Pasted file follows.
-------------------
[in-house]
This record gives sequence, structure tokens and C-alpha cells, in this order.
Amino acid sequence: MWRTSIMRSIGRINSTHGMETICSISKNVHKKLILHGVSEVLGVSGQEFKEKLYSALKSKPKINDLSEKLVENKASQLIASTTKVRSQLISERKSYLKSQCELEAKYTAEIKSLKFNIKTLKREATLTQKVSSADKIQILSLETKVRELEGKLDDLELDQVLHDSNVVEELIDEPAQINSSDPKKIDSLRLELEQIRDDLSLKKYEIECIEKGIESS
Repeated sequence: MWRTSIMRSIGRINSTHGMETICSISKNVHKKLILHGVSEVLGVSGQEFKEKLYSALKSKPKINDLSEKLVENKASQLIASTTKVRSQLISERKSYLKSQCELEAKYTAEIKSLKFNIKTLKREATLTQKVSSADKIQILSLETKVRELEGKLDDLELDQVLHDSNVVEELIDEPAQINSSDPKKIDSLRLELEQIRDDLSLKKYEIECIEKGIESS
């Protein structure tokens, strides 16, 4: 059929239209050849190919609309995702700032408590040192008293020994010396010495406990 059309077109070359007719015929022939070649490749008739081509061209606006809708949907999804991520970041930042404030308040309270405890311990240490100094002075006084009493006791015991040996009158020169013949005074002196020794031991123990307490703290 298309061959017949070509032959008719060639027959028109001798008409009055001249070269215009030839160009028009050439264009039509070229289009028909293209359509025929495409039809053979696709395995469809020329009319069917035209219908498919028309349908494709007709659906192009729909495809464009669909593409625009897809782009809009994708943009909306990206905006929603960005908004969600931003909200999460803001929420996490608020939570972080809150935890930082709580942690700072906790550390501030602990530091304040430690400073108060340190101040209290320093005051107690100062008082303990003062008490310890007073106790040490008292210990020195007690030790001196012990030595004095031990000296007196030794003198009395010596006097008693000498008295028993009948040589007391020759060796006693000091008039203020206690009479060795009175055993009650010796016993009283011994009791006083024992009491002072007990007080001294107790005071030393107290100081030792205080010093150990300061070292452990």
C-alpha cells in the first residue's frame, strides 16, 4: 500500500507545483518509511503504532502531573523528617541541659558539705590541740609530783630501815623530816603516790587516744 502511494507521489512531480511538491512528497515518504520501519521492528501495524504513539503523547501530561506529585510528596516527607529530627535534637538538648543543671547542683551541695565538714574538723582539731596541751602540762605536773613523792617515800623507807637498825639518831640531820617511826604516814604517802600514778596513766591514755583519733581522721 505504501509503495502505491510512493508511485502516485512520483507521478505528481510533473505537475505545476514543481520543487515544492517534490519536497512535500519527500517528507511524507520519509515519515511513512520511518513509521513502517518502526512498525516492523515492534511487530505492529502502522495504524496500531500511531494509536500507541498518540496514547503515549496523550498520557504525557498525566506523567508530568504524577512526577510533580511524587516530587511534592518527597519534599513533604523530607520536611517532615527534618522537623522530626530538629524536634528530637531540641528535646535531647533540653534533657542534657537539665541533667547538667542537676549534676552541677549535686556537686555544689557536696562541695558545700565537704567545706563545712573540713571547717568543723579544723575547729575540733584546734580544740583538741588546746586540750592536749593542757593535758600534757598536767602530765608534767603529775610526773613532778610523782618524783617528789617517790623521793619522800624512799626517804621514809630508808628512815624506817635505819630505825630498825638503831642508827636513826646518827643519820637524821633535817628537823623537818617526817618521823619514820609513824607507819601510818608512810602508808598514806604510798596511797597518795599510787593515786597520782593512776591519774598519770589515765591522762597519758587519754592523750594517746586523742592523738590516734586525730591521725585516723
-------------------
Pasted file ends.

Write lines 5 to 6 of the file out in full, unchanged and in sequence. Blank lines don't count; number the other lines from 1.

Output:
């Protein structure tokens, strides 16, 4: 059929239209050849190919609309995702700032408590040192008293020994010396010495406990 059309077109070359007719015929022939070649490749008739081509061209606006809708949907999804991520970041930042404030308040309270405890311990240490100094002075006084009493006791015991040996009158020169013949005074002196020794031991123990307490703290 298309061959017949070509032959008719060639027959028109001798008409009055001249070269215009030839160009028009050439264009039509070229289009028909293209359509025929495409039809053979696709395995469809020329009319069917035209219908498919028309349908494709007709659906192009729909495809464009669909593409625009897809782009809009994708943009909306990206905006929603960005908004969600931003909200999460803001929420996490608020939570972080809150935890930082709580942690700072906790550390501030602990530091304040430690400073108060340190101040209290320093005051107690100062008082303990003062008490310890007073106790040490008292210990020195007690030790001196012990030595004095031990000296007196030794003198009395010596006097008693000498008295028993009948040589007391020759060796006693000091008039203020206690009479060795009175055993009650010796016993009283011994009791006083024992009491002072007990007080001294107790005071030393107290100081030792205080010093150990300061070292452990």
C-alpha cells in the first residue's frame, strides 16, 4: 500500500507545483518509511503504532502531573523528617541541659558539705590541740609530783630501815623530816603516790587516744 502511494507521489512531480511538491512528497515518504520501519521492528501495524504513539503523547501530561506529585510528596516527607529530627535534637538538648543543671547542683551541695565538714574538723582539731596541751602540762605536773613523792617515800623507807637498825639518831640531820617511826604516814604517802600514778596513766591514755583519733581522721 505504501509503495502505491510512493508511485502516485512520483507521478505528481510533473505537475505545476514543481520543487515544492517534490519536497512535500519527500517528507511524507520519509515519515511513512520511518513509521513502517518502526512498525516492523515492534511487530505492529502502522495504524496500531500511531494509536500507541498518540496514547503515549496523550498520557504525557498525566506523567508530568504524577512526577510533580511524587516530587511534592518527597519534599513533604523530607520536611517532615527534618522537623522530626530538629524536634528530637531540641528535646535531647533540653534533657542534657537539665541533667547538667542537676549534676552541677549535686556537686555544689557536696562541695558545700565537704567545706563545712573540713571547717568543723579544723575547729575540733584546734580544740583538741588546746586540750592536749593542757593535758600534757598536767602530765608534767603529775610526773613532778610523782618524783617528789617517790623521793619522800624512799626517804621514809630508808628512815624506817635505819630505825630498825638503831642508827636513826646518827643519820637524821633535817628537823623537818617526817618521823619514820609513824607507819601510818608512810602508808598514806604510798596511797597518795599510787593515786597520782593512776591519774598519770589515765591522762597519758587519754592523750594517746586523742592523738590516734586525730591521725585516723